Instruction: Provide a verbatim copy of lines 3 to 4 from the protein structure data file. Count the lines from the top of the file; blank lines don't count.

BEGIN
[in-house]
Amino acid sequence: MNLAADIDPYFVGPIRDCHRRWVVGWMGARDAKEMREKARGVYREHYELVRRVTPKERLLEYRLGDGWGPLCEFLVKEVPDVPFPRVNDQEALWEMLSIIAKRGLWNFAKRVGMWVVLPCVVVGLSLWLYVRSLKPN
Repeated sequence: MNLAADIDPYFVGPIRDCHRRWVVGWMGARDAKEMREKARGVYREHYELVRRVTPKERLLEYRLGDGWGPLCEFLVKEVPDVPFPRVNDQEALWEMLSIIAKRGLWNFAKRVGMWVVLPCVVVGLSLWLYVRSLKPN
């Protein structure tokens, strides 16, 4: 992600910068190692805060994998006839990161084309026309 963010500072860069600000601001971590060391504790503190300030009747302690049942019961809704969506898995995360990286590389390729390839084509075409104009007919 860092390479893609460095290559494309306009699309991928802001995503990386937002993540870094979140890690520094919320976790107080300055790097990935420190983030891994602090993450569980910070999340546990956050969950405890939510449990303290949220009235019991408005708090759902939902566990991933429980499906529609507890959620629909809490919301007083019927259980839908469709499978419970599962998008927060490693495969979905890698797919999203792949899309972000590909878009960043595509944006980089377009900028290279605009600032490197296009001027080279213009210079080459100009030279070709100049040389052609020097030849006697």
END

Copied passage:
Repeated sequence: MNLAADIDPYFVGPIRDCHRRWVVGWMGARDAKEMREKARGVYREHYELVRRVTPKERLLEYRLGDGWGPLCEFLVKEVPDVPFPRVNDQEALWEMLSIIAKRGLWNFAKRVGMWVVLPCVVVGLSLWLYVRSLKPN
């Protein structure tokens, strides 16, 4: 992600910068190692805060994998006839990161084309026309 963010500072860069600000601001971590060391504790503190300030009747302690049942019961809704969506898995995360990286590389390729390839084509075409104009007919 860092390479893609460095290559494309306009699309991928802001995503990386937002993540870094979140890690520094919320976790107080300055790097990935420190983030891994602090993450569980910070999340546990956050969950405890939510449990303290949220009235019991408005708090759902939902566990991933429980499906529609507890959620629909809490919301007083019927259980839908469709499978419970599962998008927060490693495969979905890698797919999203792949899309972000590909878009960043595509944006980089377009900028290279605009600032490197296009001027080279213009210079080459100009030279070709100049040389052609020097030849006697």